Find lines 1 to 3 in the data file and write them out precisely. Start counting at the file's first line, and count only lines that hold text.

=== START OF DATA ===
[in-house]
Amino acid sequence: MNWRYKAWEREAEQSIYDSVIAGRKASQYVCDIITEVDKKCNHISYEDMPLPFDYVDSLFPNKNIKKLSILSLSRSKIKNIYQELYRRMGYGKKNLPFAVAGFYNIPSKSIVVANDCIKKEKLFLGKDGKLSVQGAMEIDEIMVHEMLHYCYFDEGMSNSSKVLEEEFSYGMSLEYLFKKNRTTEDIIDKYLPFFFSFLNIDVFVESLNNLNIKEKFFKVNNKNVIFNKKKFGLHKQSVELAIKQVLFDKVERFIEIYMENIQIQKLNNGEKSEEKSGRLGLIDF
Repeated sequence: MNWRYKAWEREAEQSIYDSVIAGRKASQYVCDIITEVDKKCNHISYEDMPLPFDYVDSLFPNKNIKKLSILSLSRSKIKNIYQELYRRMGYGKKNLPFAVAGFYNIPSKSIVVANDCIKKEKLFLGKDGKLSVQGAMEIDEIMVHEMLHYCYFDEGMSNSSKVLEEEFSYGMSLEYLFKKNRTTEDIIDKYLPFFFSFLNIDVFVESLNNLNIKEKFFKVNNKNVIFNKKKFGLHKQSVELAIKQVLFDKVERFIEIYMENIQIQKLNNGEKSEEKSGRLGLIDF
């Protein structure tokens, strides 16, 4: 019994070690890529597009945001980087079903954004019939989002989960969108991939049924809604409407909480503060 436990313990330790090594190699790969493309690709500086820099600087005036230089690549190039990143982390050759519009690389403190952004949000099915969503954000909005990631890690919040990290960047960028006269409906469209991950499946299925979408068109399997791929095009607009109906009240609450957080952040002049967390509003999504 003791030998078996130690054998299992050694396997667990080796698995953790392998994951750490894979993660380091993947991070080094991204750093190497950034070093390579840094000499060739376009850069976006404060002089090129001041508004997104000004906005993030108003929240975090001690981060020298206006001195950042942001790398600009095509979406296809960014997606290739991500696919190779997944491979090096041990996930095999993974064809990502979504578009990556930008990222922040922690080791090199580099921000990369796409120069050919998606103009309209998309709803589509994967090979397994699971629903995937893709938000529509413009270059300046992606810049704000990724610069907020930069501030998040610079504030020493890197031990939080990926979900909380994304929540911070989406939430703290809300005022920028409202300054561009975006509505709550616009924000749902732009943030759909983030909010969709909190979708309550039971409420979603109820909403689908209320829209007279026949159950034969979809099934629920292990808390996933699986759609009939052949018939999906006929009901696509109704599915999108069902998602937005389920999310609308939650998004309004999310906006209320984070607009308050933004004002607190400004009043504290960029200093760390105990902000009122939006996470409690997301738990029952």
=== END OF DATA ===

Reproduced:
[in-house]
Amino acid sequence: MNWRYKAWEREAEQSIYDSVIAGRKASQYVCDIITEVDKKCNHISYEDMPLPFDYVDSLFPNKNIKKLSILSLSRSKIKNIYQELYRRMGYGKKNLPFAVAGFYNIPSKSIVVANDCIKKEKLFLGKDGKLSVQGAMEIDEIMVHEMLHYCYFDEGMSNSSKVLEEEFSYGMSLEYLFKKNRTTEDIIDKYLPFFFSFLNIDVFVESLNNLNIKEKFFKVNNKNVIFNKKKFGLHKQSVELAIKQVLFDKVERFIEIYMENIQIQKLNNGEKSEEKSGRLGLIDF
Repeated sequence: MNWRYKAWEREAEQSIYDSVIAGRKASQYVCDIITEVDKKCNHISYEDMPLPFDYVDSLFPNKNIKKLSILSLSRSKIKNIYQELYRRMGYGKKNLPFAVAGFYNIPSKSIVVANDCIKKEKLFLGKDGKLSVQGAMEIDEIMVHEMLHYCYFDEGMSNSSKVLEEEFSYGMSLEYLFKKNRTTEDIIDKYLPFFFSFLNIDVFVESLNNLNIKEKFFKVNNKNVIFNKKKFGLHKQSVELAIKQVLFDKVERFIEIYMENIQIQKLNNGEKSEEKSGRLGLIDF